Can I Work While Waiting for My Green Card?

Oct 31, 2023 | Green Card

can i work while waiting for my green card

For many individuals seeking permanent residency in the United States, the process can be lengthy and full of uncertainties. While you’re eagerly waiting for your green card to be approved, one of the most pressing questions on your mind might be: “Can I Work While Waiting for My Green Card?” The answer is a resounding yes, but with certain conditions. 

In this blog, we will delve into the additional details of working while waiting for your green card, the legal requirements, and the steps involved. For Part 1 of this series, click here.

To recap, it is indeed legal to work in the United States while you’re in the process of obtaining your green card. However, you will need to obtain an Employment Authorization Document (EAD), commonly called a work permit.

The good news is that obtaining an EAD is generally straightforward. In most cases, you must have your immigration attorney submit an application, along with the appropriate fee. After that, patience is key. Typically, people who apply and qualify for an EAD can expect to receive it within several months.

Once you have your EAD, you’re free to work in the United States. While there are some restrictions on the type of work you can do — for example, working for the government is generally not allowed — the EAD allows you to work for any other employer within the United States.

Do Potential Employers Need to See My EAD?

It is essential to present your EAD to prospective employers as it serves as evidence of your authorization to work in the United States. Employers are legally obligated to verify your EAD before hiring you.

Are There Restrictions on How Much I Can Work with an EAD?

No, there are no restrictions on the number of hours you can put in while holding an Employment Authorization Document (EAD). You have the flexibility to choose your work hours, whether it’s part-time or full-time, as long as you possess a valid EAD.

What if I Resign or Get Fired While Working?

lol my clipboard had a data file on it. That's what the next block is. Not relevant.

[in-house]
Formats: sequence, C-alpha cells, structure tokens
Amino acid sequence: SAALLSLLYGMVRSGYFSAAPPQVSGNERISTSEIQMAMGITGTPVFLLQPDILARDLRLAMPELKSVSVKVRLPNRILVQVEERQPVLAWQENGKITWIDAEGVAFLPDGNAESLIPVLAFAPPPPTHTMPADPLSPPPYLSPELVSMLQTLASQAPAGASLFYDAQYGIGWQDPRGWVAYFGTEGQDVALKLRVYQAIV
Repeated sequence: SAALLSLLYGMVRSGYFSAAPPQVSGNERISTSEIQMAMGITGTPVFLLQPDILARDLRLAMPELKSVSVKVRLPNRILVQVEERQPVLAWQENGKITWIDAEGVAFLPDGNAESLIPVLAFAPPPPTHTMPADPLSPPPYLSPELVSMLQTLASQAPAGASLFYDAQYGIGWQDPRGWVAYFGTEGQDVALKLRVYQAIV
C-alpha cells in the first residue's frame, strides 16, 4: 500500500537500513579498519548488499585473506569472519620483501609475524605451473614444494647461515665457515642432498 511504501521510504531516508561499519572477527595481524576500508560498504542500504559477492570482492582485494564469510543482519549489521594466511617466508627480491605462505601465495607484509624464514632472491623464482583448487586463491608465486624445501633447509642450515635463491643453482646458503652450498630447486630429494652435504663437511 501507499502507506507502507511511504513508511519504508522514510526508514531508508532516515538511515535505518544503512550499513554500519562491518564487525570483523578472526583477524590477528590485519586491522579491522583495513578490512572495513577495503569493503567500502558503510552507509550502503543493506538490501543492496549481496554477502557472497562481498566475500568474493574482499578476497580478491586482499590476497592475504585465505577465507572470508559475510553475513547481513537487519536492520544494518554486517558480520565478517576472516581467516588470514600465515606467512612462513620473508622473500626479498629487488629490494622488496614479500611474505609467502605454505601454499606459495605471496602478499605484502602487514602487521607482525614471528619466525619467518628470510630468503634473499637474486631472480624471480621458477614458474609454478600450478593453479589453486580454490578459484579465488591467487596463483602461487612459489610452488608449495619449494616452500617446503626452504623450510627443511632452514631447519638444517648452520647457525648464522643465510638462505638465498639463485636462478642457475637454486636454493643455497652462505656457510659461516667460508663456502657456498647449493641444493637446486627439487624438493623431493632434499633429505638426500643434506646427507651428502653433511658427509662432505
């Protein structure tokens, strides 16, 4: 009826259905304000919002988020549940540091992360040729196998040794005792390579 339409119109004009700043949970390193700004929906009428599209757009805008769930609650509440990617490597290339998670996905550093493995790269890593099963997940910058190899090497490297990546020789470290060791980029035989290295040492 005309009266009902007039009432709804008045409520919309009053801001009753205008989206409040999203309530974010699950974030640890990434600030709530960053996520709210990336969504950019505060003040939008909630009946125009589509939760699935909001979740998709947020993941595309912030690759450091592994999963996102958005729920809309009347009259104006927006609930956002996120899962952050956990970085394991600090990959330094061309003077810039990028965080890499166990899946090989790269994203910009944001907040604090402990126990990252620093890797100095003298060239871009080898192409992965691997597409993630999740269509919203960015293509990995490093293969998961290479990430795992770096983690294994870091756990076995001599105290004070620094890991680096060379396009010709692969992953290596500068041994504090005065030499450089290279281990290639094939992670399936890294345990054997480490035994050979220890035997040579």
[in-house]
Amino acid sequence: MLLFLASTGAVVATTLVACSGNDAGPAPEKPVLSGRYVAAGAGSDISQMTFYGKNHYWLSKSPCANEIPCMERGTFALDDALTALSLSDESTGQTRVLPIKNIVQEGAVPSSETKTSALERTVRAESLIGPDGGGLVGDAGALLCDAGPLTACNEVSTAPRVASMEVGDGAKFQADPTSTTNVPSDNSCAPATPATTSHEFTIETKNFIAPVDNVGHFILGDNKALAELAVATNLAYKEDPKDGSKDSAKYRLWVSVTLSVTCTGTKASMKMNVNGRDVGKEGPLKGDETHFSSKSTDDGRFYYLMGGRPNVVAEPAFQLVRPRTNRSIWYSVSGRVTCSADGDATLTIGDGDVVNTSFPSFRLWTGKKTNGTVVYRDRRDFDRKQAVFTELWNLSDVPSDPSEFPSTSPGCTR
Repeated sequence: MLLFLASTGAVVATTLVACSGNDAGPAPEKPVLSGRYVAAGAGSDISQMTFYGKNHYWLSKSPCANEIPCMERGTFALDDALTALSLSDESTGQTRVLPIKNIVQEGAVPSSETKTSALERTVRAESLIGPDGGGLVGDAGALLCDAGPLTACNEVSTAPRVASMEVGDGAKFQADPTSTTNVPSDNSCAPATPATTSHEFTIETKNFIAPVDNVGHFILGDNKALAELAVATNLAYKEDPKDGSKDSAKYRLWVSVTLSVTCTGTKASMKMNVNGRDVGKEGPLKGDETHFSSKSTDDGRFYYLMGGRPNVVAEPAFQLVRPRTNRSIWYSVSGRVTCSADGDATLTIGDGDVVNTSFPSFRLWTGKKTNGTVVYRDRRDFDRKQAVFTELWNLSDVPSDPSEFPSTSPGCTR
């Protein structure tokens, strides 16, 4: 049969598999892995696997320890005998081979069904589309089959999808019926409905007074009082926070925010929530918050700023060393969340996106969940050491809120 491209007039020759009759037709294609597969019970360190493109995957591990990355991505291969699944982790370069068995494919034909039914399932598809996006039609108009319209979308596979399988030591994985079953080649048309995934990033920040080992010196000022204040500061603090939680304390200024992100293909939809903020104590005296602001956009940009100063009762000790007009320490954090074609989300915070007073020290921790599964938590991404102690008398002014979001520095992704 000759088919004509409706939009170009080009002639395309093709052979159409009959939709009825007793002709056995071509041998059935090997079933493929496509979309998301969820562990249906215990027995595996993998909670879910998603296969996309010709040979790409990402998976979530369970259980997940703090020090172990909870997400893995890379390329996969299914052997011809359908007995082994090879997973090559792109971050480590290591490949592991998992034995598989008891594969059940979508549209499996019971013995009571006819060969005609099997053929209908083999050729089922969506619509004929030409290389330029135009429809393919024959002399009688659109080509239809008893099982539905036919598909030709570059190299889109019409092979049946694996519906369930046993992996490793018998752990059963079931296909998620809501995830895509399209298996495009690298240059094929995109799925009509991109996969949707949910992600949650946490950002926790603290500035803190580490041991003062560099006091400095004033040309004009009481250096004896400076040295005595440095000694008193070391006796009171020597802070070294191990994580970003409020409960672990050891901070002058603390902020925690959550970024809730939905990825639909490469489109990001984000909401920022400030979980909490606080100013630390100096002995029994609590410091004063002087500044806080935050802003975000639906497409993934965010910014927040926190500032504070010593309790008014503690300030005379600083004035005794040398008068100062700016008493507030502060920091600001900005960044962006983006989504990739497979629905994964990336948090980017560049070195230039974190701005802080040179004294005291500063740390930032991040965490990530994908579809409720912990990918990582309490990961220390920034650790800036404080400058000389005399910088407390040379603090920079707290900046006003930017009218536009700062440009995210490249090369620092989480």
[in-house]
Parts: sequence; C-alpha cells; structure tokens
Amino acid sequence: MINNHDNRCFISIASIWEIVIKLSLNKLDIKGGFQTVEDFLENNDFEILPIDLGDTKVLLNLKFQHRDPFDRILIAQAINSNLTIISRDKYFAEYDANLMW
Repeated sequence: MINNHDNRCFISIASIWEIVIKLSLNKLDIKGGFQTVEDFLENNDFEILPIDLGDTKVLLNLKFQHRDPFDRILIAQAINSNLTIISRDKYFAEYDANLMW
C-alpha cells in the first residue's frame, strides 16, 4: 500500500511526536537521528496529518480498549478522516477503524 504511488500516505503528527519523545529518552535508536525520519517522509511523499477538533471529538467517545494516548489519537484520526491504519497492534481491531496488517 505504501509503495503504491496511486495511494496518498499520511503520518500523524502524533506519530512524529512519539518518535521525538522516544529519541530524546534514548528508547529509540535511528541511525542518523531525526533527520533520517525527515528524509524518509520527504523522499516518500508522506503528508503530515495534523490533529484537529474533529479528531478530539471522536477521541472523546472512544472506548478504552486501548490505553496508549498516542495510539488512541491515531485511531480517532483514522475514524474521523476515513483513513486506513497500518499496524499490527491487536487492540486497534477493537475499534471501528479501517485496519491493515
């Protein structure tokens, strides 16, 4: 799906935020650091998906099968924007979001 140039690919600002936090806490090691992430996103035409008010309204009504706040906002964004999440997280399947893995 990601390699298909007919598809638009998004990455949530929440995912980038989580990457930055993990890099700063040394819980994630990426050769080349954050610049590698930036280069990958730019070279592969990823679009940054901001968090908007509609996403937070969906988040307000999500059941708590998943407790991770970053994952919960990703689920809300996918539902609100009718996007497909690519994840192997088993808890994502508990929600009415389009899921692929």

Nothing adverse will occur if you find yourself terminated or voluntarily leave your job while holding an EAD, aside from the obvious consequence of being unemployed. An EAD grants you the freedom to choose your employment without jeopardizing your EAD status.

Do I Still Need a Work Permit After I Get My Green Card?

Once you obtain a green card, you will no longer require an EAD to work in the United States. You will have unrestricted access to employment with any employer of your choice.

Can I Simultaneously Apply for a Green Card and a Work Permit?

Absolutely, you have the option to concurrently apply for a green card and a work permit. This approach is often recommended as it can help expedite the processing and minimize your waiting period.


In your journey toward obtaining a green card, the ability to work legally in the United States is not only a financial necessity but also an emotional relief. The U.S. immigration process can be complex and lengthy, and navigating it with the right information and guidance is essential. Now that we’ve tackled the question of “Can I work while waiting for my green card,” it’s time to get in touch with the professionals.

At 360 Immigration Law Group, we have been proudly serving the Coral Springs community and surrounding areas since our establishment in 2017. Our commitment extends beyond geographical boundaries, as we serve clients across Coconut Creek, Pompano Beach, Boca Raton, Tamarac, Parkland, Deerfield Beach, Sunrise, Oakland Park, Fort Lauderdale, and Plantation. We offer meticulous legal support and conduct consultations in English, Spanish, or Portuguese via phone, Zoom, or WhatsApp.When it comes to your immigration journey, having the right legal support can make all the difference. Contact us at 954.667.3660 for a free consultation. We are here to provide you with the guidance and expertise you need to work legally in the U.S. while waiting for your green card approval, ensuring a smoother path to your ultimate goal of permanent residency in the United States.